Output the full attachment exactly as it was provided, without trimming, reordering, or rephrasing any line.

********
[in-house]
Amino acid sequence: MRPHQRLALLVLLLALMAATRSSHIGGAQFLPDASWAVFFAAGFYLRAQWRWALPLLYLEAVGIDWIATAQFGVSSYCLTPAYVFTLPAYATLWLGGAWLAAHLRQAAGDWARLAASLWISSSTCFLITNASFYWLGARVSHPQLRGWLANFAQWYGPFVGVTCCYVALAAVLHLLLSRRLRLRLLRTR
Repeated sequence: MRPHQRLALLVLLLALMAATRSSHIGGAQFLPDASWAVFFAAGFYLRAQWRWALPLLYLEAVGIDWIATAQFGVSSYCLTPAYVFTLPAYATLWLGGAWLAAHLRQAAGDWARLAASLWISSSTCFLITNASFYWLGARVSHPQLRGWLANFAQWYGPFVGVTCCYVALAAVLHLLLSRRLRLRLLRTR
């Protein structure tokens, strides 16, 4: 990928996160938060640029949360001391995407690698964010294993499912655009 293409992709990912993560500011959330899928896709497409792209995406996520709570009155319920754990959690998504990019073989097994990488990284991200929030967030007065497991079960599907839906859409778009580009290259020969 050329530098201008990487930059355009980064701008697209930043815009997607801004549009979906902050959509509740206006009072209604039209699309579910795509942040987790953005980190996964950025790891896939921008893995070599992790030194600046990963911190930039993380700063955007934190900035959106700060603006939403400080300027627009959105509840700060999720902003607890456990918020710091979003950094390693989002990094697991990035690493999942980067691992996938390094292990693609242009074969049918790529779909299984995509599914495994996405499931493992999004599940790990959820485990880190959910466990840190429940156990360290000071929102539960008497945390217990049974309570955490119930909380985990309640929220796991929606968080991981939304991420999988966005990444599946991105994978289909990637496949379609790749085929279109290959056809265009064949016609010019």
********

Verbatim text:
[in-house]
Amino acid sequence: MRPHQRLALLVLLLALMAATRSSHIGGAQFLPDASWAVFFAAGFYLRAQWRWALPLLYLEAVGIDWIATAQFGVSSYCLTPAYVFTLPAYATLWLGGAWLAAHLRQAAGDWARLAASLWISSSTCFLITNASFYWLGARVSHPQLRGWLANFAQWYGPFVGVTCCYVALAAVLHLLLSRRLRLRLLRTR
Repeated sequence: MRPHQRLALLVLLLALMAATRSSHIGGAQFLPDASWAVFFAAGFYLRAQWRWALPLLYLEAVGIDWIATAQFGVSSYCLTPAYVFTLPAYATLWLGGAWLAAHLRQAAGDWARLAASLWISSSTCFLITNASFYWLGARVSHPQLRGWLANFAQWYGPFVGVTCCYVALAAVLHLLLSRRLRLRLLRTR
């Protein structure tokens, strides 16, 4: 990928996160938060640029949360001391995407690698964010294993499912655009 293409992709990912993560500011959330899928896709497409792209995406996520709570009155319920754990959690998504990019073989097994990488990284991200929030967030007065497991079960599907839906859409778009580009290259020969 050329530098201008990487930059355009980064701008697209930043815009997607801004549009979906902050959509509740206006009072209604039209699309579910795509942040987790953005980190996964950025790891896939921008893995070599992790030194600046990963911190930039993380700063955007934190900035959106700060603006939403400080300027627009959105509840700060999720902003607890456990918020710091979003950094390693989002990094697991990035690493999942980067691992996938390094292990693609242009074969049918790529779909299984995509599914495994996405499931493992999004599940790990959820485990880190959910466990840190429940156990360290000071929102539960008497945390217990049974309570955490119930909380985990309640929220796991929606968080991981939304991420999988966005990444599946991105994978289909990637496949379609790749085929279109290959056809265009064949016609010019």